Beware of these IRS Dirty Dozen Tax Scams for 2021

Each year, the IRS Dirty Dozen Tax Scams are updated with the most common trends in IRS-related fraud and scams. Here is what to know this year.

It’s the tax man’s job to ensure that the government gets its legal share – but masquerading as the IRS has been and continues to be a problem for thousands of Americans caught in tax scams year by year. Each year, the IRS puts out an advisory to help taxpayers keep an eye out for the twelve most common and most effective scams, and the forms they might take on. This is called the IRS Dirty Dozen.

Not all of these are tax scams directly aimed at the average taxpayer. They include scams aimed at tax professionals, dubious or unscrupulous services, abusive arrangements, illegal or unprofessional deals, and other illegal or questionable activity that, at the very least, could lead to serious financial problems and identity theft, and at worst, may lead to criminal charges.

 

What are the IRS Dirty Dozen Tax Scams?

The Dirty Dozen change on a yearly or near yearly basis, and the IRS keeps track of the last few IRS Dirty Dozen tax scams to give taxpayers an idea of what direction the trends have been moving in, and what the future of tax scamming might look like.

Most of these scams revolve around promising taxpayers the impossible, or soliciting information in lieu of serving the IRS, either through threats or promises of tax credits. Let’s go over the most common IRS Dirty Dozen tax scams for 2021, and how to avoid them.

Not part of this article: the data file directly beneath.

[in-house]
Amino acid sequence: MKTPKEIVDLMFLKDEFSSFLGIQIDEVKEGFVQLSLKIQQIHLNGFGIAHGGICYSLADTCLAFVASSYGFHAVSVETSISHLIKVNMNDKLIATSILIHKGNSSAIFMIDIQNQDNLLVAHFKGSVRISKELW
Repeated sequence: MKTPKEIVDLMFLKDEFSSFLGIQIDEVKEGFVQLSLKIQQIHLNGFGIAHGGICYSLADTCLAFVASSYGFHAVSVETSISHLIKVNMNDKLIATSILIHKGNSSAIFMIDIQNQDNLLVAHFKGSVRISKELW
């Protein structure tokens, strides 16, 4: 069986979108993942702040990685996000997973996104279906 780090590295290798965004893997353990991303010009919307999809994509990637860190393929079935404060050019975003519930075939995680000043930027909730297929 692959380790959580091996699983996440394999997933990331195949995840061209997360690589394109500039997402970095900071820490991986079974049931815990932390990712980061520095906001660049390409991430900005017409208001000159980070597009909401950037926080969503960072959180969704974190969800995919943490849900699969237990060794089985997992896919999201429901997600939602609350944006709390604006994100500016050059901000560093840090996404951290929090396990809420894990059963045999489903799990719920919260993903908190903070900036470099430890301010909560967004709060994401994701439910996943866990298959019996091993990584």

The New IRS Dirty Dozen

This year’s Dirty Dozen will be officially separated into four distinct categories, namely the:

      1. Pandemic-related scams”
      2. Personal information cons”
      3. Rues focused on unsuspecting victims”
      4. Schemes that persuade taxpayers into unscrupulous actions”

In total, the Dirty Dozen this year include:

– Economic impact payment theft:

The economic impact payment, or the stimulus check, was part of the coronavirus aid and recovery measures implemented by the government in 2020. The vast majority of these were paid out automatically by the IRS, usually via mail. They could have been stolen by intercepting mail or looting mailboxes, or through phishing scams aimed at getting into your bank account.

– Phishing scams aimed at tax pros:

While phishing (the use of official-looking emails or proxy sites to steal and harvest login data and sensitive information) is nothing new, an emerging trend in 2021 has been the use of phishing to scam tax professionals in particular. These phishing attempts may revolve around trying to get tax pros to verify Electronic Filing Identification Numbers.

– Impersonator calls:

Sometimes also known as vishing, this tax scam involves impersonating someone from the IRS in order to coerce information or even money through threats of tax liens and debt. Note that the IRS always notifies taxpayers of anything important through a letter and/or notice first and will only call if these notices go ignored. Even so, the IRS will NEVER request sensitive information over the phone. Hang up immediately if the caller is asking for info like your TIN or SSN, or if they request payment via suspicious methods like Google Play or iTunes gift cards.

– Social media scams:

These are examples of identity theft using social media info to trick friends and family into providing further information, as well as malware.

– Ransomware: